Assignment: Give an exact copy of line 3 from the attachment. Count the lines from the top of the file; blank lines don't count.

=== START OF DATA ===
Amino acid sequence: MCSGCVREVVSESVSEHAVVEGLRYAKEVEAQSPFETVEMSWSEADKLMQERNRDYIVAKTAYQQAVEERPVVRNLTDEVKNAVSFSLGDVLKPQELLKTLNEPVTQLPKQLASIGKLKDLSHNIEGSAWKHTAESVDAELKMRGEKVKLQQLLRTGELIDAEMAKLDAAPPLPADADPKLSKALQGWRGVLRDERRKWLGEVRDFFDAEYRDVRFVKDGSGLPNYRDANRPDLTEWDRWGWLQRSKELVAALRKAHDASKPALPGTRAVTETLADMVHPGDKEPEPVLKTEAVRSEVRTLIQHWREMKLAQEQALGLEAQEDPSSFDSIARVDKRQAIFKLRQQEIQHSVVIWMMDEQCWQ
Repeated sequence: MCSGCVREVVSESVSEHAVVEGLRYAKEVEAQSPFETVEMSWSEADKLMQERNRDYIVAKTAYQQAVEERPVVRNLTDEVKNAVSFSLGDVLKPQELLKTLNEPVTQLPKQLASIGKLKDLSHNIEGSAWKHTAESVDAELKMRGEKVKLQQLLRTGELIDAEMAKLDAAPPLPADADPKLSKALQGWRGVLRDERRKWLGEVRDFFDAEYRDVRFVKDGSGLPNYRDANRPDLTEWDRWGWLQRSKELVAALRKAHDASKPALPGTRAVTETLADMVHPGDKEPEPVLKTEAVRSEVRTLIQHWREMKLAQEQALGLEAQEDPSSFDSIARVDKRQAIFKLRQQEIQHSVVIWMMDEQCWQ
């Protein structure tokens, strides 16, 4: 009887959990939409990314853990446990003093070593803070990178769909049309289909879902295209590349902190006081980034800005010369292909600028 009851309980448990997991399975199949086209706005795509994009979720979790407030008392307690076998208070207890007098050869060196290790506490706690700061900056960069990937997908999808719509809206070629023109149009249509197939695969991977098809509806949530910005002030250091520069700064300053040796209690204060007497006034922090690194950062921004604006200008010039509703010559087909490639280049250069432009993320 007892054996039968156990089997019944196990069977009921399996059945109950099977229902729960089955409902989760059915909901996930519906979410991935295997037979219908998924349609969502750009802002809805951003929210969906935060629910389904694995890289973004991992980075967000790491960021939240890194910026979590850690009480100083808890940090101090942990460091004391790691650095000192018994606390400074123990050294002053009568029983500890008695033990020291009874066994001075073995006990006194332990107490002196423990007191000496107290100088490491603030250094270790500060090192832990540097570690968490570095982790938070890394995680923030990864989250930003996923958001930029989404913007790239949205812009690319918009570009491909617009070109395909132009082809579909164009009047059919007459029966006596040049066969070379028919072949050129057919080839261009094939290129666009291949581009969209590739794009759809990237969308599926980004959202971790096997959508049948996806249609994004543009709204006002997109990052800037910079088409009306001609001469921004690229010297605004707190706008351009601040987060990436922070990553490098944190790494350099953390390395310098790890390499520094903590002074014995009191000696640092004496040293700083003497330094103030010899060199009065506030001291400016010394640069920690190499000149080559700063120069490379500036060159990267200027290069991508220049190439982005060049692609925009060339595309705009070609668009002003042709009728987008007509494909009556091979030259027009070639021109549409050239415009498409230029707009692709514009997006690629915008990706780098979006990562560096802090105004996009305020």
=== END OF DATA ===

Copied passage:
């Protein structure tokens, strides 16, 4: 009887959990939409990314853990446990003093070593803070990178769909049309289909879902295209590349902190006081980034800005010369292909600028 009851309980448990997991399975199949086209706005795509994009979720979790407030008392307690076998208070207890007098050869060196290790506490706690700061900056960069990937997908999808719509809206070629023109149009249509197939695969991977098809509806949530910005002030250091520069700064300053040796209690204060007497006034922090690194950062921004604006200008010039509703010559087909490639280049250069432009993320 007892054996039968156990089997019944196990069977009921399996059945109950099977229902729960089955409902989760059915909901996930519906979410991935295997037979219908998924349609969502750009802002809805951003929210969906935060629910389904694995890289973004991992980075967000790491960021939240890194910026979590850690009480100083808890940090101090942990460091004391790691650095000192018994606390400074123990050294002053009568029983500890008695033990020291009874066994001075073995006990006194332990107490002196423990007191000496107290100088490491603030250094270790500060090192832990540097570690968490570095982790938070890394995680923030990864989250930003996923958001930029989404913007790239949205812009690319918009570009491909617009070109395909132009082809579909164009009047059919007459029966006596040049066969070379028919072949050129057919080839261009094939290129666009291949581009969209590739794009759809990237969308599926980004959202971790096997959508049948996806249609994004543009709204006002997109990052800037910079088409009306001609001469921004690229010297605004707190706008351009601040987060990436922070990553490098944190790494350099953390390395310098790890390499520094903590002074014995009191000696640092004496040293700083003497330094103030010899060199009065506030001291400016010394640069920690190499000149080559700063120069490379500036060159990267200027290069991508220049190439982005060049692609925009060339595309705009070609668009002003042709009728987008007509494909009556091979030259027009070639021109549409050239415009498409230029707009692709514009997006690629915008990706780098979006990562560096802090105004996009305020």